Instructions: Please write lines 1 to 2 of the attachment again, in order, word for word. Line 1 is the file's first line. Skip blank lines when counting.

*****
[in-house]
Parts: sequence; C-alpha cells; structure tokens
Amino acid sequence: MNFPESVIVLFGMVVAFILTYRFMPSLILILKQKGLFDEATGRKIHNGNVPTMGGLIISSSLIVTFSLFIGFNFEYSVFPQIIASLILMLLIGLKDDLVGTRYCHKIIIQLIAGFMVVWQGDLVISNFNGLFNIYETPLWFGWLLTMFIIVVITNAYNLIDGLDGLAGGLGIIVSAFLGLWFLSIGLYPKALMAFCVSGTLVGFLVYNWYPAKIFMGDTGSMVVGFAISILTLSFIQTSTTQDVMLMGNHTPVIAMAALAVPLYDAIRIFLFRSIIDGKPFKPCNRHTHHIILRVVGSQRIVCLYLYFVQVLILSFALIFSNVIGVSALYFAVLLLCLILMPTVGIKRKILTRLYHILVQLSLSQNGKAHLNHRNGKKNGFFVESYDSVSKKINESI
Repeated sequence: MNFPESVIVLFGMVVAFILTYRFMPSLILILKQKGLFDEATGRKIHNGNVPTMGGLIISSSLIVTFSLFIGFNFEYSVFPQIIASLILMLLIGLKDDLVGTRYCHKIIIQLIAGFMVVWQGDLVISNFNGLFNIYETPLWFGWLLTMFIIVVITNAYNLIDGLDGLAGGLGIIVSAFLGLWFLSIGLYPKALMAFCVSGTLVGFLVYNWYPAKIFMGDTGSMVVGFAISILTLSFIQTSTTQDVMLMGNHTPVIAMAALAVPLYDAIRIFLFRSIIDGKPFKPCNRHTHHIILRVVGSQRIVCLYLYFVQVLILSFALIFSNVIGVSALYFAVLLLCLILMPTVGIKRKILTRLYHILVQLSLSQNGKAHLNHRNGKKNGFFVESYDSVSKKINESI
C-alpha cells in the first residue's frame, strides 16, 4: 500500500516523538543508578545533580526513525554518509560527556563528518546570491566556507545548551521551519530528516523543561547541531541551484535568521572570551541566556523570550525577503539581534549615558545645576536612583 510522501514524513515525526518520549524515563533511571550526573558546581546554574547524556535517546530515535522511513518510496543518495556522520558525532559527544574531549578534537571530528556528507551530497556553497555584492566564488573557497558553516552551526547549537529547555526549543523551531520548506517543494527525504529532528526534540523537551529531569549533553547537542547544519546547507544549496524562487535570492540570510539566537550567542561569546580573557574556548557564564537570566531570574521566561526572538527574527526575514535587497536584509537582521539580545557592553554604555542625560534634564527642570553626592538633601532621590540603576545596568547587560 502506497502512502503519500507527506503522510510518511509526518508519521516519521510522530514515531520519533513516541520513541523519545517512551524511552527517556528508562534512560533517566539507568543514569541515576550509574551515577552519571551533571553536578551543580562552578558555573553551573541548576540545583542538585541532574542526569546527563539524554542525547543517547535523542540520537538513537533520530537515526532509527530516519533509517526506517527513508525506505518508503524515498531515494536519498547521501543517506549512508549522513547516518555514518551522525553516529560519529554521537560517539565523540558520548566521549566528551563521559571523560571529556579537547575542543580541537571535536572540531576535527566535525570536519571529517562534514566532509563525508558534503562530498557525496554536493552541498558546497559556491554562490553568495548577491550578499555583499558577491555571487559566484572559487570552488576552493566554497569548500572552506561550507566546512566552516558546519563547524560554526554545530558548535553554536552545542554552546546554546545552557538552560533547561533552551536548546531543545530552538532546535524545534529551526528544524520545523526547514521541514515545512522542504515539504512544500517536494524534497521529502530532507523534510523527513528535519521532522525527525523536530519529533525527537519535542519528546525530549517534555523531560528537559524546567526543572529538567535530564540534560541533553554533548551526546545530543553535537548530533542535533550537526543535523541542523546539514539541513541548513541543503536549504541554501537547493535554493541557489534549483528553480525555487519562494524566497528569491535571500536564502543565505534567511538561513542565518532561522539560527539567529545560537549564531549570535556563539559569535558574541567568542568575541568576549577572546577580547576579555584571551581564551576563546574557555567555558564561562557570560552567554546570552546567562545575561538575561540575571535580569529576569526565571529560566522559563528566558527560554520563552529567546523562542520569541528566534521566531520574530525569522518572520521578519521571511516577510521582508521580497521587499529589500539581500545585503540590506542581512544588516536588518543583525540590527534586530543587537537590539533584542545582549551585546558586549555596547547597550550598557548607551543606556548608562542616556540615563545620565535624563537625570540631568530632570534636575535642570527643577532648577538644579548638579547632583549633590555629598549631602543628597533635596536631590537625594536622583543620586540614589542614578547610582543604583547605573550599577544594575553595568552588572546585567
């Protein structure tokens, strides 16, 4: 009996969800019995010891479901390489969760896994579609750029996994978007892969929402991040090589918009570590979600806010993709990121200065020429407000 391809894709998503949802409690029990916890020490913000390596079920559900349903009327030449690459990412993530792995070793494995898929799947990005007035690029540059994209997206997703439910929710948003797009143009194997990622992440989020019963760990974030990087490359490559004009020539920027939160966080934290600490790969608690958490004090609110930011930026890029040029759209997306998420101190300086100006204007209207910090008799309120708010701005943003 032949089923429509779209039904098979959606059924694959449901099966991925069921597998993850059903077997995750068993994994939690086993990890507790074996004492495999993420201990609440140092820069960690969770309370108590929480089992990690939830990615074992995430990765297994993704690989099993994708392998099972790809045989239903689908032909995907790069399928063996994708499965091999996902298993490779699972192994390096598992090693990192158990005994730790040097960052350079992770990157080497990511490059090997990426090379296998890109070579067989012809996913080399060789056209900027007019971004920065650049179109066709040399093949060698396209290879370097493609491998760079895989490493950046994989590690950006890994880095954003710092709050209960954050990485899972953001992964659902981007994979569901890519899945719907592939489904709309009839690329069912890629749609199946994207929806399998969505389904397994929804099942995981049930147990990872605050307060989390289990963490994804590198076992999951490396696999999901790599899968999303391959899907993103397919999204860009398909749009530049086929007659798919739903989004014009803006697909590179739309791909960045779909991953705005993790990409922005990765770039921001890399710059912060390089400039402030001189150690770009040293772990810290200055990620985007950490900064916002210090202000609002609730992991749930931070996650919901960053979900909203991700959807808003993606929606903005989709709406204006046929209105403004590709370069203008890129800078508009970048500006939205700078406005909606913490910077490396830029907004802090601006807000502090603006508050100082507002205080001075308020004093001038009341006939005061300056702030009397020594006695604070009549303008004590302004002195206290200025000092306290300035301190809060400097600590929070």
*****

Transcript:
[in-house]
Parts: sequence; C-alpha cells; structure tokens